A prisoner’s expletive-riddled monologue upon his own fate, in or even out of lockdown, even even when you’re a corpse you’re abused. All to be factored into the rough justice of this landmark book,3E0CBC3D-3226-4E98-B1BC-FF434B7F0735 also prophetic of our times today.

    “I’m making coffee jailhouse style. You whip up the first drops with sugar till it forms a thick cream. Then the rest of the coffee streams down real slow so it doesn’t go flat and looks just like an espresso from a bar. Then when you drink it you realize it’s fake. Like everything else inside here.”

  10. SILVANO

    “She parked me in the living room and offered me an aperitif. A Negroni. She’d made a carafe of it.”

    Silvano has another meeting with Ivana, who I recall was the ex-juror…
    The import of this remains to be seen. Mixed or dubious motives or simply sinister ones to match his recent behaviour to the Siviero couple? I no longer trust Silvano. But he openly lays his cards seemingly on the table to us as his readers? I am treading water here somewhat.

    “By the end of the meal, two bottles of wine had been emptied, but I’d drunk very little. Ivana Stella started to slur her words and repeat herself. I offered to make coffee.”

  11. RAFFAELLO

    “But sometimes you’d find a head guard that’d go to the bar and get you a caffè corretto. In the old days.”

    Apples is good for cancer, Raffaello says in his latest prison monologue. If not for heart attack, I say. See my chance simultaneous review of ‘The Shadowy Third’ here and its references so far to thumping apples. When used as an adjective as there, ‘thumping’ would sound to me like a foul expletive in Raffaello’s mouth!

    “But I’ll cook the apple with a little sugar, real slow, till it gets almost like candy. Shit, the gas canister for the burner’s almost empty. Just enough left for a couple coffees. O.K., I’ll eat it raw.”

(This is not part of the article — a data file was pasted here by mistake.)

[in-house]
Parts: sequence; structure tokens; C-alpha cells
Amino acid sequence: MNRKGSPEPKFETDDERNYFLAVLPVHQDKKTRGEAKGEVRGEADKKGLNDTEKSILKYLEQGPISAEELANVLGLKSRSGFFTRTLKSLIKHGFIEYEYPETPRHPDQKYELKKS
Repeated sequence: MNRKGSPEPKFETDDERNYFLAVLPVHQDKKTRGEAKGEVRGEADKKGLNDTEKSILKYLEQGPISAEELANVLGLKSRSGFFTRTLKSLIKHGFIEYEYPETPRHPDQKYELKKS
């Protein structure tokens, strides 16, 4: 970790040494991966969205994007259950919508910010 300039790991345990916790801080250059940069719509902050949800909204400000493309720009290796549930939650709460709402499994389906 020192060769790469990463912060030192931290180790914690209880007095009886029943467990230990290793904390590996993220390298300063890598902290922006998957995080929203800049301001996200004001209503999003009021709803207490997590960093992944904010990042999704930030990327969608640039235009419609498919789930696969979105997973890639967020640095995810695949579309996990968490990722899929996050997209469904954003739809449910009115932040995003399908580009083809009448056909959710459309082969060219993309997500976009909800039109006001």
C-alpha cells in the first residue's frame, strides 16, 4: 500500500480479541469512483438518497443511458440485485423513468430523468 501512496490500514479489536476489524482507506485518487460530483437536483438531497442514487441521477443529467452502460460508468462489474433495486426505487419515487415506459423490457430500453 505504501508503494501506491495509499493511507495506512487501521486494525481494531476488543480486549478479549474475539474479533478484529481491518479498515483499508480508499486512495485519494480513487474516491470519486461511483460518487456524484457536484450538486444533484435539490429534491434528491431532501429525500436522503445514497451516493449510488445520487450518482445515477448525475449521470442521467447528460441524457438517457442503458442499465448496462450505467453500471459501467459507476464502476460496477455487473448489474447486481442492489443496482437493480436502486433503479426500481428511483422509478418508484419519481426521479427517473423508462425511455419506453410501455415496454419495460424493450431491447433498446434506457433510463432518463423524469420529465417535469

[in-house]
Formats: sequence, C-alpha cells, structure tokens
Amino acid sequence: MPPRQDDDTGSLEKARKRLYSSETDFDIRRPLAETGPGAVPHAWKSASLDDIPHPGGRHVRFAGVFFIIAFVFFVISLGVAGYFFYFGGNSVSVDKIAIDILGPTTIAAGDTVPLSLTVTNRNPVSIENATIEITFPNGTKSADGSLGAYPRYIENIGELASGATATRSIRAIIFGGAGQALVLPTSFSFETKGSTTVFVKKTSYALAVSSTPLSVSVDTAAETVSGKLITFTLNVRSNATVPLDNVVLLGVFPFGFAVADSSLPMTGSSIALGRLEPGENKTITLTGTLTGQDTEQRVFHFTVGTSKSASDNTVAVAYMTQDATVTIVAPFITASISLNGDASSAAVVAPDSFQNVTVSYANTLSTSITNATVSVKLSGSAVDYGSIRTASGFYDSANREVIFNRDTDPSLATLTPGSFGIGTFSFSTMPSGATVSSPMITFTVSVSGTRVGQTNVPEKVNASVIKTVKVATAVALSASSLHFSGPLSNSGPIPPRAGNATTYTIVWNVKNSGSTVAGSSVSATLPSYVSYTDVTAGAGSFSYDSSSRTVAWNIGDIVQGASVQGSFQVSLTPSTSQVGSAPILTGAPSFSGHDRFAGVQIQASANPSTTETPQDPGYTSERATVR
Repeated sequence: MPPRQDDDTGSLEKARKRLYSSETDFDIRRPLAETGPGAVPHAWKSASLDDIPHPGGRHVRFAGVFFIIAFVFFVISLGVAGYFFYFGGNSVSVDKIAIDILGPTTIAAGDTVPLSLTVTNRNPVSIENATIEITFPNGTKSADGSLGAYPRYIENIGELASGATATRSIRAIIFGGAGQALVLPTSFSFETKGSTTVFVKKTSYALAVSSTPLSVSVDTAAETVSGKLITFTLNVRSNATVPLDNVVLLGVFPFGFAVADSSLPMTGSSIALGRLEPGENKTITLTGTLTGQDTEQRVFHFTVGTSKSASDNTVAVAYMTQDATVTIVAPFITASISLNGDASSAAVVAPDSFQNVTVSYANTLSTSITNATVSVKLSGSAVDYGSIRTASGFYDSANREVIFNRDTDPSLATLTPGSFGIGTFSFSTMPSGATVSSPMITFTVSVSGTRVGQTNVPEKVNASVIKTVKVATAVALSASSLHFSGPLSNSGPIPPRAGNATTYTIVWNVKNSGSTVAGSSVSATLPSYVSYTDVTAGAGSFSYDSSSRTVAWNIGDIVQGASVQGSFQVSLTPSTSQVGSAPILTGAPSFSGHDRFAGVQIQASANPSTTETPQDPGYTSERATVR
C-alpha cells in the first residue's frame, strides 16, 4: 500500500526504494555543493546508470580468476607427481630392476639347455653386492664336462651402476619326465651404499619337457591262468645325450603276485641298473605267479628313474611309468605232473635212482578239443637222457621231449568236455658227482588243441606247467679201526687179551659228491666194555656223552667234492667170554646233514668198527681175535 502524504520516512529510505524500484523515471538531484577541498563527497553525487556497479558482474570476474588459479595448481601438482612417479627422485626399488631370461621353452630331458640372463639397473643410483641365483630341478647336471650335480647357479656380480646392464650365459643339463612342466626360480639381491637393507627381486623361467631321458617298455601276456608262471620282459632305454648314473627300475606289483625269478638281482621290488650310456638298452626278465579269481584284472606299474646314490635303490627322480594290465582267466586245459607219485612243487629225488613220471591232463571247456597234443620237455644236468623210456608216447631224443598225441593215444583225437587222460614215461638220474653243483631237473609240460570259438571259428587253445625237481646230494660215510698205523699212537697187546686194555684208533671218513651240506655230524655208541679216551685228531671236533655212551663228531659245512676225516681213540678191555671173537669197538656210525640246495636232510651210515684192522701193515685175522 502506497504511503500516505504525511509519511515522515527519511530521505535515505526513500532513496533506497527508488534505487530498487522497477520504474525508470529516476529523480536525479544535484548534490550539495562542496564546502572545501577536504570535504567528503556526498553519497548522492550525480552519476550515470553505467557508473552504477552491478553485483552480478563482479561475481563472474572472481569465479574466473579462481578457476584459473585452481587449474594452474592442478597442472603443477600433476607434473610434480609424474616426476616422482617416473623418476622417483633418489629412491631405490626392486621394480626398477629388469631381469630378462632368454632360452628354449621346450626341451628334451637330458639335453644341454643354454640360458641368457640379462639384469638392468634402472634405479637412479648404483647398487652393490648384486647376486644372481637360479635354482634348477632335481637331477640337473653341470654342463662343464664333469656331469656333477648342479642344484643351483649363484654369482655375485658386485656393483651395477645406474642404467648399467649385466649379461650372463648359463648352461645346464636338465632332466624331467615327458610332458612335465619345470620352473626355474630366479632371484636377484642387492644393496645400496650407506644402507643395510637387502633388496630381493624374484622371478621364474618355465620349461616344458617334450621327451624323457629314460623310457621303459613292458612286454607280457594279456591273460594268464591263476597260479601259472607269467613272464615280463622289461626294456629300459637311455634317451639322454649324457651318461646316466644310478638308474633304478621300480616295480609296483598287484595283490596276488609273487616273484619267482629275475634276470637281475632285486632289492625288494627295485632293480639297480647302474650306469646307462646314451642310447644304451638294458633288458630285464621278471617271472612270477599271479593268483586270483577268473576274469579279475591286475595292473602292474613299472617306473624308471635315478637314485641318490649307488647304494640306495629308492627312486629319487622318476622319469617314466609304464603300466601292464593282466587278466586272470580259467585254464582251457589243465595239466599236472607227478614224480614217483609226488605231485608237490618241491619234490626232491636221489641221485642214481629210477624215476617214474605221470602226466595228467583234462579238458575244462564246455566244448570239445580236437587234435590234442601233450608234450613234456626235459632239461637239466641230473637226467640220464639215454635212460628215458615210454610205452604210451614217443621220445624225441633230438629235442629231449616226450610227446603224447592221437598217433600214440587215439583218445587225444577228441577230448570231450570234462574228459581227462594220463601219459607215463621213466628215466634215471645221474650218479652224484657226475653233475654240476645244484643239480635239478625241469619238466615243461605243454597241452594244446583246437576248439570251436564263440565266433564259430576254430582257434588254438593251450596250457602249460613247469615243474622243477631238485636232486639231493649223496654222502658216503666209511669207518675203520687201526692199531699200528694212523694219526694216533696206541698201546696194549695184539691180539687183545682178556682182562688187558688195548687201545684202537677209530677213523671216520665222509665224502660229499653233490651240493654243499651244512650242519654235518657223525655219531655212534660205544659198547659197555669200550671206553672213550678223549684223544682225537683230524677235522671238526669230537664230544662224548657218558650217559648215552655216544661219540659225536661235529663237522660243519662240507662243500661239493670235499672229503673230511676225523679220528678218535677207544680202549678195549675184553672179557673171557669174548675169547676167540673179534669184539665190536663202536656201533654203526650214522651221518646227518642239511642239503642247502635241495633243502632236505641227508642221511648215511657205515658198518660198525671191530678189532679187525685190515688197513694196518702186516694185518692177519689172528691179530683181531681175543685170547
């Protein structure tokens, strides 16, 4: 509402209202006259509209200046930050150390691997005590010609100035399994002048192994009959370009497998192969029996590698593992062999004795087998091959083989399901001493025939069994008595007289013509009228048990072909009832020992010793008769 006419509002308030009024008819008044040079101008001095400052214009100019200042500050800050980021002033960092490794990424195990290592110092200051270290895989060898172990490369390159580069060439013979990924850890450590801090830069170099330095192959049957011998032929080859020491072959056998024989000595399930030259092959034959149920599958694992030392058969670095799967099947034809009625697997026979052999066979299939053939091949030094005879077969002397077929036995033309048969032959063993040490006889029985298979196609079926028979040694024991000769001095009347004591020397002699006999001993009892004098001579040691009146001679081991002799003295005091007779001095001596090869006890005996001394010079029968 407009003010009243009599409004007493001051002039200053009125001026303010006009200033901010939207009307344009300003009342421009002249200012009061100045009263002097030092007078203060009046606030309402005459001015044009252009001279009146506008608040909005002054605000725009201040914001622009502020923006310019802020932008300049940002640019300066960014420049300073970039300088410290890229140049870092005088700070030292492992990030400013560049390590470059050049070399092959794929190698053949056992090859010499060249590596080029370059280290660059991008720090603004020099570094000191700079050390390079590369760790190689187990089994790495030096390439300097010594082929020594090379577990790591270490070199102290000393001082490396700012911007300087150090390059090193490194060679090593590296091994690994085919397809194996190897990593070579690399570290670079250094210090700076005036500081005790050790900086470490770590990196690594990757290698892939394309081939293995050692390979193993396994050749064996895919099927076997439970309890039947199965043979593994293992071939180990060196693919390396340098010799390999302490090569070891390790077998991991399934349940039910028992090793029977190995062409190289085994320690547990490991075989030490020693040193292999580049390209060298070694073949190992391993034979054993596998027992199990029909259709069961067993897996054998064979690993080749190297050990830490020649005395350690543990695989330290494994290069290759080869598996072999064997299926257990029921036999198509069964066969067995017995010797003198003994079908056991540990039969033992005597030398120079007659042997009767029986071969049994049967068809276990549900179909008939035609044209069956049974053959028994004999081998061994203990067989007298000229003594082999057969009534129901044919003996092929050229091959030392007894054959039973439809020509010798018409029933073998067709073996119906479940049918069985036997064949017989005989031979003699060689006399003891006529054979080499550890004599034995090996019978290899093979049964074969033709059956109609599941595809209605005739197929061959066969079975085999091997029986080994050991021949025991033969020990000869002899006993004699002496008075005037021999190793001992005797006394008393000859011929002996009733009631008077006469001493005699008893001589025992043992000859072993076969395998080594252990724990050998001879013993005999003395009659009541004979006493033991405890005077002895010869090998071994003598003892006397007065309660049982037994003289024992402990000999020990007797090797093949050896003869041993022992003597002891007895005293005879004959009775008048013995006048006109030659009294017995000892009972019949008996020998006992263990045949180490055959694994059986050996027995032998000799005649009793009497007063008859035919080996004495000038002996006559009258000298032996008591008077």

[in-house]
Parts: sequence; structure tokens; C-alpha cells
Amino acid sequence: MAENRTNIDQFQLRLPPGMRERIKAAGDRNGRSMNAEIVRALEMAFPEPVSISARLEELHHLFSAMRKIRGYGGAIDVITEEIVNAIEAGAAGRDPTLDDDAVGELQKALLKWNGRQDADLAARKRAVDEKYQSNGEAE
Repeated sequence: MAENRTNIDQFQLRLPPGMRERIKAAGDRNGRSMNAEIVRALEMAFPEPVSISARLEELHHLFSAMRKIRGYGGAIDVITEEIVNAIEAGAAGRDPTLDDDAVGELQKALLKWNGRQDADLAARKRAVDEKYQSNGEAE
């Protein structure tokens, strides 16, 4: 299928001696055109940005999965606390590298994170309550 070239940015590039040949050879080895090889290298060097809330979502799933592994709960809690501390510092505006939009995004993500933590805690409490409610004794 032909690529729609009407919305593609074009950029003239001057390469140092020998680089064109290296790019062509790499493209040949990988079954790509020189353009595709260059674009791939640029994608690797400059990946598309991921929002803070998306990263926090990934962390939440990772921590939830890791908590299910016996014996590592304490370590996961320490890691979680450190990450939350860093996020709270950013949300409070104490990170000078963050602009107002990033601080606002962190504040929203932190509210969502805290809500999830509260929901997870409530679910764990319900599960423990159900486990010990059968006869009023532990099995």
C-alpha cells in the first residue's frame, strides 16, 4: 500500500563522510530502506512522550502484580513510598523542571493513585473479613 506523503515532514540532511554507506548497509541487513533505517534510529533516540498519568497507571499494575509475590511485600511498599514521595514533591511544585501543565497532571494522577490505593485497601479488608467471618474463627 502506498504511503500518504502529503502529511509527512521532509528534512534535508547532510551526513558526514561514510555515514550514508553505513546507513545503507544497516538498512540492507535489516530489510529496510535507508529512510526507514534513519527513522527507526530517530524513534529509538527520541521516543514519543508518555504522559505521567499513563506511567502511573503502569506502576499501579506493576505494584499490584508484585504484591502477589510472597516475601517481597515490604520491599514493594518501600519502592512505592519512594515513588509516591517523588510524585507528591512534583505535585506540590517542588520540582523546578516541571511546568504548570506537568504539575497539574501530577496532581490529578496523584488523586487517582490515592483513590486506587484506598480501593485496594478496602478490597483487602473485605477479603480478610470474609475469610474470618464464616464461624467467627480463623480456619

12. SILVANO

    “I dreamt of Clara. We were talking to Enrico’s teacher. He was saying the boy was the best in the class, but he was so sick.”

    Life is described here as both ‘weird’ and ‘really extraordinary’ but there is no place weird or extraordinary enough in S’s belief-system to allow for God. His jury on God is not even out and would never be.

    A sandwich at a service station, no mention of coffee, having almost freed his own ‘cock’ Tony-like with the woman ex-juror…a preliminary for its full official release later after due consideration by both of them, as insisted by him. Blocking its earlier more vengeful release elsewhere.
    In parallel with Raffaello’s due release from prison amidst S’s seeming cynical (?) forgiveness… with the prison chaplain later telling him that “God will reward you for what you have done.”

    “And God was definitely not pulling the strings. God doesn’t exist, I’m sure of it. Beyond life there’s nothing but death’s dark abyss.”

  13. Two fleeting monologues comparing, respectively, a new-born, if cancerous, freedom from lockdown and the re-opened lockdown garage where conversations can be had with the dead….each sentence a suspense in itself.

    RAFFAELLO

    “The beautiful thing about a suspended sentence is nobody checks up on you.”

    “After lunch I’ll use the excuse of a coffee…”

    SILVANO

    “The door opened onto my past.”

  14. RAFFAELLO

    “Cancer ain’t nothing but an enormous cock that fucks you till it kills you.”